# Number.BitwiseXor

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Number.BitwiseXor is a Power Query M function that performs a bitwise “XOR” (Exclusive-OR) operation between two given numbers. The function returns the result of the bitwise “XOR” operation.

Compatible with: Power BI Service Power BI Desktop Excel Microsoft 365

## Syntax

``````Number.BitwiseXor(
number1 as nullable number,
number2 as nullable number,
) as nullable number``````

## Description

The `Number.BitwiseXor` function does a bitwise “XOR” operation on two numbers. It gives a result where each bit is set to 1 only if one of the two input bits is 1, but not both. In simple terms, it checks each bit of the numbers and sets the result bit to 1 if they are different.

So where would you use `Number.BitwiseXor`? You could use the function as a straightforward method for data obfuscation, allowing data to be masked by toggling its bits in a predictable pattern. When applied twice with the same pattern, the XOR operation reverses the obfuscation, ensuring data remains accessible yet temporarily concealed. You can see a practical use-case of this at the bottom of this article.

## Examples

Say we want to see the result of the bitwise XOR operation between 5 and 3 using this function.

``Number.BitwiseXor( 5, 3 ) // Output: 6``

The answer of this expression is 6. But why?

• `5` in binary is `101`.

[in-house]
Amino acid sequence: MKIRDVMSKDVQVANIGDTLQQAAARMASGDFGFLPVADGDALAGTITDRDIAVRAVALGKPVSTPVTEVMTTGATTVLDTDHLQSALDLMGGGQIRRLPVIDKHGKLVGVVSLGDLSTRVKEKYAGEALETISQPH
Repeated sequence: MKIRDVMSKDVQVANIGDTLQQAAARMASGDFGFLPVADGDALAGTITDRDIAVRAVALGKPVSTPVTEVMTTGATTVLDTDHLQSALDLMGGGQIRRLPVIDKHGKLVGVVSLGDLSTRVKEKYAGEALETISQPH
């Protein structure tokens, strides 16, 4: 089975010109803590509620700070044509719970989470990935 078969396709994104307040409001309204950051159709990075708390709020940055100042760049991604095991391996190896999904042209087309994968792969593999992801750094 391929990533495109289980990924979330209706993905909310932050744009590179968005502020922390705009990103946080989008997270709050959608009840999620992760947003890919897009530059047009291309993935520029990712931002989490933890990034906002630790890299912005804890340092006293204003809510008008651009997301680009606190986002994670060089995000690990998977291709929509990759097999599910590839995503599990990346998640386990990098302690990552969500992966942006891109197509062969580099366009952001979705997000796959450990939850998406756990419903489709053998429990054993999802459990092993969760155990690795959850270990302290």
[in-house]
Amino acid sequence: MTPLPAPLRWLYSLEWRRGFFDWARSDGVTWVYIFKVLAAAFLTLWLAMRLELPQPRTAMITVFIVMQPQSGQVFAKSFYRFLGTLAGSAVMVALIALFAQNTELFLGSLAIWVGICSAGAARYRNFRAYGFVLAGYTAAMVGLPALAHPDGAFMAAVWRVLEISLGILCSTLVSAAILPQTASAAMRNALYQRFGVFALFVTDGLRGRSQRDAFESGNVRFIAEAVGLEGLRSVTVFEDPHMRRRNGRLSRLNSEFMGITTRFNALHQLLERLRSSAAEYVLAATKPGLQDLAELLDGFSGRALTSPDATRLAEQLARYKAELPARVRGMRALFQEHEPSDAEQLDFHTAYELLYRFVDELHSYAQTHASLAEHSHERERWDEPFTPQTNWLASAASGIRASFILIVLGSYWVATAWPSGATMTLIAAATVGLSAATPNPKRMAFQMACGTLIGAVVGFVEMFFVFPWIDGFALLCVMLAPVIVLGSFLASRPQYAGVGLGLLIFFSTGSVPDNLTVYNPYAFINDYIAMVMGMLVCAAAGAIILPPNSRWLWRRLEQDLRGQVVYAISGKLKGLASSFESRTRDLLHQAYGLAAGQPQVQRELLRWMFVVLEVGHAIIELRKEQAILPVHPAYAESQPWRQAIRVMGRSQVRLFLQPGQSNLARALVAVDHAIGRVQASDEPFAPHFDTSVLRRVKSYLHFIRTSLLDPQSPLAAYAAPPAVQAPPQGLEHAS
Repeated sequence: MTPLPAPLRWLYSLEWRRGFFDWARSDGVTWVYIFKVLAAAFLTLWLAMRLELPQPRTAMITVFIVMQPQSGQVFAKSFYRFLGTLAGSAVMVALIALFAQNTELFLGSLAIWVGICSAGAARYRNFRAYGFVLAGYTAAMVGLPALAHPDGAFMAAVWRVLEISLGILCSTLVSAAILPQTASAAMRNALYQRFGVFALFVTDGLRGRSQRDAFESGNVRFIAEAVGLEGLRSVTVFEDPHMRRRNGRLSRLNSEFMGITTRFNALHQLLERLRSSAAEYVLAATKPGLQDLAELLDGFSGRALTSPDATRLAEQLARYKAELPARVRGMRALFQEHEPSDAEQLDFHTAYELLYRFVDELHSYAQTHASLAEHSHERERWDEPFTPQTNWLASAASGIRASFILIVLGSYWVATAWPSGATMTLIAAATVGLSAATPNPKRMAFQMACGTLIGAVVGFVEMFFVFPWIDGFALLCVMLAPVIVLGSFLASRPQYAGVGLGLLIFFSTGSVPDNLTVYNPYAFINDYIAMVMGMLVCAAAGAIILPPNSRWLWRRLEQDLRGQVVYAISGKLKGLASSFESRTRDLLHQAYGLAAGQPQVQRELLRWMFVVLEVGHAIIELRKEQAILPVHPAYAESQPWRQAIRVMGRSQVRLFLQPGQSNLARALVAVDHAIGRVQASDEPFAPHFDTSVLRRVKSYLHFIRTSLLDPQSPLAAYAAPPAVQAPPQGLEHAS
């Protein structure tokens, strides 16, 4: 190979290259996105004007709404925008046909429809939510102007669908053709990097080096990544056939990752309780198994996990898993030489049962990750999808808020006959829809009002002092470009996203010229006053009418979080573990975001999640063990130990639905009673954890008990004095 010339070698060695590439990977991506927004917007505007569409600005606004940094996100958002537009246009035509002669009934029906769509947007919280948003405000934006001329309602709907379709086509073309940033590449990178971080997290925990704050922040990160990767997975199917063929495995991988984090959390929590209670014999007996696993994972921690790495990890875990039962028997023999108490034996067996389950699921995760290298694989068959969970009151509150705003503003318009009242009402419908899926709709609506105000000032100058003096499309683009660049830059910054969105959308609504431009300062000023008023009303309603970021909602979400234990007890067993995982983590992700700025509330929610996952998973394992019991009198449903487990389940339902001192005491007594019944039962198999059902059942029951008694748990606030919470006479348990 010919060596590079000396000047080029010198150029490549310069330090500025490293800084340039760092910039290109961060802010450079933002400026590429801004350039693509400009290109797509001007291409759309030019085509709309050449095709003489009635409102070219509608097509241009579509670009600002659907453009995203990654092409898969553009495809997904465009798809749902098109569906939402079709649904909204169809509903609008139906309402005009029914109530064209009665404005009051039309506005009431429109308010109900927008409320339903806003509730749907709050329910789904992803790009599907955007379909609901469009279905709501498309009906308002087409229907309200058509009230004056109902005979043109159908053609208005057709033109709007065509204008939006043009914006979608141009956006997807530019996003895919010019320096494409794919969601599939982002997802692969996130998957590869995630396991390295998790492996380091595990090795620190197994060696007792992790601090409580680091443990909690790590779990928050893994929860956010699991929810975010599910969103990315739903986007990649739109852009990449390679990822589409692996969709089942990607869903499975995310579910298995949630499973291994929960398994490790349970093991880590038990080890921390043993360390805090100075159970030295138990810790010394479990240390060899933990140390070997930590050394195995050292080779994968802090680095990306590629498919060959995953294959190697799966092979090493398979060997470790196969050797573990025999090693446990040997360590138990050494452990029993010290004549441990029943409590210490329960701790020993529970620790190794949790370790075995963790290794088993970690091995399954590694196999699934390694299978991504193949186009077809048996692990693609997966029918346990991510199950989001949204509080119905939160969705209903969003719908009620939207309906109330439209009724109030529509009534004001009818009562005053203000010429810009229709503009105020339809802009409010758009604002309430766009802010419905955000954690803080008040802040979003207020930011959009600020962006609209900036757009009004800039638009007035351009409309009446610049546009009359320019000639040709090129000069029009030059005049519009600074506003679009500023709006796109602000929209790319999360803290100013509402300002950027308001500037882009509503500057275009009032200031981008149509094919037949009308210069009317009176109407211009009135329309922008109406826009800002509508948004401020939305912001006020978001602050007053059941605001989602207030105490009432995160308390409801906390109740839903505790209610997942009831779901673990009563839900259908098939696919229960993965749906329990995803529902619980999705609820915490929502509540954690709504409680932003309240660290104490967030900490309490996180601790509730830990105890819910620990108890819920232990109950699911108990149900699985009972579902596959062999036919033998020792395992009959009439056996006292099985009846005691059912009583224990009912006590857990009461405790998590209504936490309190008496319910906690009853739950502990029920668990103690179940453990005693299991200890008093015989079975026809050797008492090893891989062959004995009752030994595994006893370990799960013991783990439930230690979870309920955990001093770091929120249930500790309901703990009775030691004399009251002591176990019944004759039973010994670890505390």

• `3` in binary is `011`.

For the XOR operation:

• Compare each bit of the two numbers.
• If bits differ (one is 1, the other is 0), the result is 1.
• If bits are the same, the result is 0.

Now, let’s apply this to our numbers:

``````  5:  101
3:  011
-----------
XOR:  110``````

The result of this operation is the binary number `110`, which translates to the decimal number `6`.

This process showcases the essence of the XOR operation—returning a `1` for positions where the bits of the two numbers differ and a `0` where they are the same.

### Practical use-case

Imagine you want to obscure a numeric ID for temporary storage or for obscuring logs. You can XOR it with a key, and then XOR the result again to retrieve the original value.

``````let
originalID = 12345, // Some ID you want to obscure
key = 54321,        // The key to XOR with. Keep this secret!

// Obscuring the original ID
obscuredID = Number.BitwiseXor( originalID, key ),  // Returns 58376

// Retrieving the original ID from the obscured ID
retrievedID = Number.BitwiseXor( obscuredID, key ), // Returns 12345
result = [ OriginalID = originalID, ObscuredID = obscuredID, RetrievedID = retrievedID ]
in
result // Returns [ OriginalID = 12345, ObscuredID = 58376, RetrievedID = 12345 ]``````

When you run the above Power Query, `ObscuredID` will be a value different from `OriginalID`, making it obscured. However, when you XOR `ObscuredID` again with the same key (`54321` in this example), you get back the `OriginalID`.

Remember, while this can hide data from casual observation, XOR is not encryption, and anyone aware of the key can easily retrieve the original data. For any serious security requirement, always opt for tried and tested encryption methods.

Other functions related to Number.BitwiseXor are:

Contribute » | Contributors: Rick de Groot
Microsoft documentation: https://learn.microsoft.com/en-us/powerquery-m/number-bitwisexor